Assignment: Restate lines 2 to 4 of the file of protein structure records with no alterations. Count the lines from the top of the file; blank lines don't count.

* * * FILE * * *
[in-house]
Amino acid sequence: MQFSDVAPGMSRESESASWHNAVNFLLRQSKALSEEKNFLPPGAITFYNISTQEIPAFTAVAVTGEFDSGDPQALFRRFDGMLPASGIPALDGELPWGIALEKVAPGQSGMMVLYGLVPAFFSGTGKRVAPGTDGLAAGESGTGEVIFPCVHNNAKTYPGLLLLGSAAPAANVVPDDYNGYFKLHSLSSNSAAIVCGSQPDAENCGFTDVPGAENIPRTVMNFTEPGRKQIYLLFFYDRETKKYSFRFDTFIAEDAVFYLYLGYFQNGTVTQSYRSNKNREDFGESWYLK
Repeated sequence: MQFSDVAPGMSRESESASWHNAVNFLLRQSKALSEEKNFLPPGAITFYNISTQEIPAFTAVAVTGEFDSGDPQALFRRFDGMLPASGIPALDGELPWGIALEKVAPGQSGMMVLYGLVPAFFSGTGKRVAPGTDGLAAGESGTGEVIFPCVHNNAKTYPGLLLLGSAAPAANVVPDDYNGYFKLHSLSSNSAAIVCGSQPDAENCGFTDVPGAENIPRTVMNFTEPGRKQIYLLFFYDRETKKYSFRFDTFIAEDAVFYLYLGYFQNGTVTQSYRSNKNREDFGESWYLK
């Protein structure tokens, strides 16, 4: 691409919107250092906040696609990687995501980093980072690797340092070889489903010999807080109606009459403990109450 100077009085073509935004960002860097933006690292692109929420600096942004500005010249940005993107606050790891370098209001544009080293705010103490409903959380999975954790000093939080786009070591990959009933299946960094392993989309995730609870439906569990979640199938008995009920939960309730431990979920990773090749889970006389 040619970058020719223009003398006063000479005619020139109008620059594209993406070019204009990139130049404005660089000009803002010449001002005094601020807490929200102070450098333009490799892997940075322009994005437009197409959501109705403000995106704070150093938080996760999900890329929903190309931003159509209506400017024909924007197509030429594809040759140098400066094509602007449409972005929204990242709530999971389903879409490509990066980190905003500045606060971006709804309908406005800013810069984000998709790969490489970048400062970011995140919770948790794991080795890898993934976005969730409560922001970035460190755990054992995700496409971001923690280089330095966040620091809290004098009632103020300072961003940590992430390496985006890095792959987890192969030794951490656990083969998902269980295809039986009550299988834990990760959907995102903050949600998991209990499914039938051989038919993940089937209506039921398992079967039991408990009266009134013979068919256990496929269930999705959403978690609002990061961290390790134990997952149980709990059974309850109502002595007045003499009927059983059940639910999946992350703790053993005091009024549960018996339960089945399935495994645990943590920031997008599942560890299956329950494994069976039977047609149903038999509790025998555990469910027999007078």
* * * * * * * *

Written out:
Amino acid sequence: MQFSDVAPGMSRESESASWHNAVNFLLRQSKALSEEKNFLPPGAITFYNISTQEIPAFTAVAVTGEFDSGDPQALFRRFDGMLPASGIPALDGELPWGIALEKVAPGQSGMMVLYGLVPAFFSGTGKRVAPGTDGLAAGESGTGEVIFPCVHNNAKTYPGLLLLGSAAPAANVVPDDYNGYFKLHSLSSNSAAIVCGSQPDAENCGFTDVPGAENIPRTVMNFTEPGRKQIYLLFFYDRETKKYSFRFDTFIAEDAVFYLYLGYFQNGTVTQSYRSNKNREDFGESWYLK
Repeated sequence: MQFSDVAPGMSRESESASWHNAVNFLLRQSKALSEEKNFLPPGAITFYNISTQEIPAFTAVAVTGEFDSGDPQALFRRFDGMLPASGIPALDGELPWGIALEKVAPGQSGMMVLYGLVPAFFSGTGKRVAPGTDGLAAGESGTGEVIFPCVHNNAKTYPGLLLLGSAAPAANVVPDDYNGYFKLHSLSSNSAAIVCGSQPDAENCGFTDVPGAENIPRTVMNFTEPGRKQIYLLFFYDRETKKYSFRFDTFIAEDAVFYLYLGYFQNGTVTQSYRSNKNREDFGESWYLK
């Protein structure tokens, strides 16, 4: 691409919107250092906040696609990687995501980093980072690797340092070889489903010999807080109606009459403990109450 100077009085073509935004960002860097933006690292692109929420600096942004500005010249940005993107606050790891370098209001544009080293705010103490409903959380999975954790000093939080786009070591990959009933299946960094392993989309995730609870439906569990979640199938008995009920939960309730431990979920990773090749889970006389 040619970058020719223009003398006063000479005619020139109008620059594209993406070019204009990139130049404005660089000009803002010449001002005094601020807490929200102070450098333009490799892997940075322009994005437009197409959501109705403000995106704070150093938080996760999900890329929903190309931003159509209506400017024909924007197509030429594809040759140098400066094509602007449409972005929204990242709530999971389903879409490509990066980190905003500045606060971006709804309908406005800013810069984000998709790969490489970048400062970011995140919770948790794991080795890898993934976005969730409560922001970035460190755990054992995700496409971001923690280089330095966040620091809290004098009632103020300072961003940590992430390496985006890095792959987890192969030794951490656990083969998902269980295809039986009550299988834990990760959907995102903050949600998991209990499914039938051989038919993940089937209506039921398992079967039991408990009266009134013979068919256990496929269930999705959403978690609002990061961290390790134990997952149980709990059974309850109502002595007045003499009927059983059940639910999946992350703790053993005091009024549960018996339960089945399935495994645990943590920031997008599942560890299956329950494994069976039977047609149903038999509790025998555990469910027999007078």